Another amazing thing that Mike Davis found out from studying the Alaskan Husky is the way in which they process their food. Sled dogs consume a silly amount of calories. A dog racing the Iditarod can easily consume around 10000 calories in a day of very high fat and high protein food. Though they process energy in the same way that we do, taking the necessary nutrients from the food and storing it in their muscles as glucose then when they need it using the glucose reserves. They can also process their energy in a different way. They can turn fats straight into energy. They don’t need to go through the storage process. Dogs on a race will get feed regularly through out a race. From big meals at rest stops when they have time to process everything to little fatty snacks on a quick stop. They only need about 15 minutes to be ready to use the energy.
Because of these things sled dogs don’t fatigue like we do and don’t get those sore lactic muscles like we do either. They don’t need much time to recover from running and are ready for the next trip. They are truly incredible athletes and are great at what they do!
Here at Kingmik Dogsled Tours we love our furry little four legged friends. We breed some dogs in our kennels and also adopt dogs from other kennels. Some who have finished their racing career and others who were just never going to make the teams. We take our dogs all very seriously and know all of their individual personalities and needs.
We have a range of different looking dogs, from short and round to tall and lanky but all of these dogs can bring something special to the table. A small and agile female can make a great lead dog, then a big chunky male can bring some good power into the team in the slower times.
A lot of people judge sled dogs and especially the Alaskan Husky as the are expecting to see Siberian huskies and Malamutes pulling their sleds. People who do not know often comment that these dogs are too small, too skinny and they can’t pull a sled. I know a lot of these people either don’t have dogs or they have rather obese couch potatoes. I encourage everyone who has a dog or who likes dogs to do a little research at what a healthy dog actually looks like.
We teach all our new staff using the Purina Body Conditioning chart. These are propping up in vets all over the place too as they give great advice of what a dogs general condition should be. You can check out more information about it here.
Just as with people when dogs are not at the correct weight it can bring on a lot of unnecessary health issues. We take care to make sure all our dogs stay in the best shape they can.
Some people even think that only the males can pull the sled. So to prove a point one day I put together an eight dog team of the smallest dogs in the kennel, all females. We were flying down the trail and I was on my breaks so much, these girls are tough! Never underestimate girl power.
Another common judgement is that people think that these athletes simply can’t do it because their dog couldn’t do it. To which I usually reply, I’m sure your dog couldn’t as it has not been specifically bred, trained and conditioned all of it’s life to do this. However I assure you that these dogs definitely can do it and they do it very well.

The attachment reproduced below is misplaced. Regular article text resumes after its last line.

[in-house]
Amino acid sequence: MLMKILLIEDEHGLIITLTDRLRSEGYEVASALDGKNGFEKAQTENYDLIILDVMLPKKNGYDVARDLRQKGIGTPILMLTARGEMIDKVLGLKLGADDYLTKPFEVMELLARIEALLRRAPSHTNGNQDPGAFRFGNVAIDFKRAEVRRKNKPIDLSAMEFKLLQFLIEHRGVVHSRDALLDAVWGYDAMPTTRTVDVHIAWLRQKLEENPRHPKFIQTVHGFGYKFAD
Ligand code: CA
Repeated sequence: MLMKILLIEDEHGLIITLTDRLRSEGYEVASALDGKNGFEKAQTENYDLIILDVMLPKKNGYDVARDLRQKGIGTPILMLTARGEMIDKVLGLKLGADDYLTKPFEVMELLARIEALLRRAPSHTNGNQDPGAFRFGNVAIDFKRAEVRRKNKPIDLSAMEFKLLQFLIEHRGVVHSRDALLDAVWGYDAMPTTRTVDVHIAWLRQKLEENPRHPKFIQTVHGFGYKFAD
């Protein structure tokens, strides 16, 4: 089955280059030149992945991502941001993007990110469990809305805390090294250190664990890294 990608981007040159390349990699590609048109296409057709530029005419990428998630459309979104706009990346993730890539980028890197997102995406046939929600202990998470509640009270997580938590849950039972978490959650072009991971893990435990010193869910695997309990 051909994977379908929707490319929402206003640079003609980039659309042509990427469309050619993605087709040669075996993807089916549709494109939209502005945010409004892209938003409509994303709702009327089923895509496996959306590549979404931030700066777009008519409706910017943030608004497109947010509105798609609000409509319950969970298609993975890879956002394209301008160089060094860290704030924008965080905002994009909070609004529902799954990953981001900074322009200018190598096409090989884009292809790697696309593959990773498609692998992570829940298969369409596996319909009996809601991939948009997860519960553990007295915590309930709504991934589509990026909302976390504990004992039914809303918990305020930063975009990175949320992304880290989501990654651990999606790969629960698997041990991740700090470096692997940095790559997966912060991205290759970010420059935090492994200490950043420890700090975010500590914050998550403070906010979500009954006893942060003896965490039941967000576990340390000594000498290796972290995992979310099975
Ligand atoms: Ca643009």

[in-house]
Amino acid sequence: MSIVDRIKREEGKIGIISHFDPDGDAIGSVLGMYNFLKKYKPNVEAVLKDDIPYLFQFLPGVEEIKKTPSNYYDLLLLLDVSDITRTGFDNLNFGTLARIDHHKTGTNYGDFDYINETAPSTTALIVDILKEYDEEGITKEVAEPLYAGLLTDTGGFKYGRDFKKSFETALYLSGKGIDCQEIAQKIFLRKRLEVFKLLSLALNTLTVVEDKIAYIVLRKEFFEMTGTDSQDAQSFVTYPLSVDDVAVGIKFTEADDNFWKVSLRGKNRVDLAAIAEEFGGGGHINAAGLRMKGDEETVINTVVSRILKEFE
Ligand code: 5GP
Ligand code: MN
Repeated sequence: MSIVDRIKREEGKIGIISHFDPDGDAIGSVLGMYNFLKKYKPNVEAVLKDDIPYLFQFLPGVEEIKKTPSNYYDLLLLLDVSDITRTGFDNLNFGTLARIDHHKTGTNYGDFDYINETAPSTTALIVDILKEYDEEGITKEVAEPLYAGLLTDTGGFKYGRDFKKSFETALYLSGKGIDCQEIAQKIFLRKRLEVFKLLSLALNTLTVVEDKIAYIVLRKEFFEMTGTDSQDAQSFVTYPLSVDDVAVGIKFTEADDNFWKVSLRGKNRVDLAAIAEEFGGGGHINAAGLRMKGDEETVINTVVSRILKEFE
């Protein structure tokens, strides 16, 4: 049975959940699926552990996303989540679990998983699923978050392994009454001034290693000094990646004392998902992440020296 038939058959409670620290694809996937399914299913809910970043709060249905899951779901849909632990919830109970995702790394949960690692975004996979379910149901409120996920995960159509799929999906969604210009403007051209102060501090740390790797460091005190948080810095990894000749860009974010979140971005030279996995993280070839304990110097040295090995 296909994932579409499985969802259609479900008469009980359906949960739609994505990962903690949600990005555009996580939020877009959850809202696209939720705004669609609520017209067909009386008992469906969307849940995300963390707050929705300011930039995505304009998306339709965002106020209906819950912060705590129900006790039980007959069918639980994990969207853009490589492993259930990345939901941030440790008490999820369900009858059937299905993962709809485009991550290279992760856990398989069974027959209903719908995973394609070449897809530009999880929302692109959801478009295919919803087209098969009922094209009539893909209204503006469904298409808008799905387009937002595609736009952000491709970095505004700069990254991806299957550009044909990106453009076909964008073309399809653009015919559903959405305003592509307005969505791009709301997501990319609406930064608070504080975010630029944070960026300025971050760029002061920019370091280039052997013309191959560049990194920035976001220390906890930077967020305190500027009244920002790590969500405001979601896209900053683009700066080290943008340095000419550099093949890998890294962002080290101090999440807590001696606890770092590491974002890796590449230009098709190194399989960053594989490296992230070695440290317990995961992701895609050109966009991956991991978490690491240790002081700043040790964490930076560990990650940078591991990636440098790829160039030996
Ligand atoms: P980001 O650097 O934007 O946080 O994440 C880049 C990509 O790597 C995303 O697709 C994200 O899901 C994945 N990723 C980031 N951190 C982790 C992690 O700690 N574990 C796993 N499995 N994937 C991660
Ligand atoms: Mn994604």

Alaskan Huskies love their jobs, they love running and they love pulling. That is why it is so hard to train a pulling breed not to pull on a leash. These guys just naturally want to pull. When we hook up the teams it is a fantastic sight, dogs lunging forward in their harnesses, some even leaping all four feet of the ground and the noise is defining. These guys want to go! Once we set off within seconds, heads are down, back feet are digging in and a blissful silence takes over. Usually all that is heard is the excited squeaks of Nunchuck (one of the dogs) as he sets his sights on the trail in front.
Alaskan Huskies are a high energy dog. As they are bred to run and are designed beautifully for it, they need a lot of exercise. Over the summer we are making sure our dogs get at least a three-four mile run (run, not walk) every other day. Every day for the younger ones who are just full of beans.
Come winter it is working time and these guys will be working hard on short runs of 10 miles. They will do this up to twice a day about five days a week. They need their days off just like we do, not that they are happy with it sometimes. This distance is perfectly do-able for these guys. They are capable of running over 100 miles in a day though they can’t keep that up over an entire winter season. So we ask our dogs to do enough to keep them happy and exercised but not leave them exhausted come April.
We do our best to do the best for all of our dogs too, which includes when they stop working. We implement a retirement plan. For some that means they hang around the summer kennels and supervise for the rest of their days. Usually these are the antisocial dogs who just wouldn’t do well in another environment, or there are some we just love and don’t want to part with. For those that are eligible we try to find them appropriate homes. Most of these guys make fantastic pets so we try to match them up with the best family possible. At the end of this coming season one special furry girl is going to make her way across to NZ with me and John. She was my girl from the first week I arrived and she still is… Zip..
Sled dogs will retire for all sorts of different reasons and at all different ages. For some dogs they will retire due to injuries, this is unfortunate as it usually happens to the hardest working dogs. Other dogs will retire because they are simply too old to handle our trail, and some will retire because they just don’t want to do it any more. All of these are fair and valid reasons for retirement. Some can be re-homed into other kennels, there are lots of tour companies who look to take dogs and all with different trails. This is great for some of our dogs who are just bored of running the same trail all the time. Something new and exciting is all they need.
Well if you have made it this far then well done!!! Thanks for reading.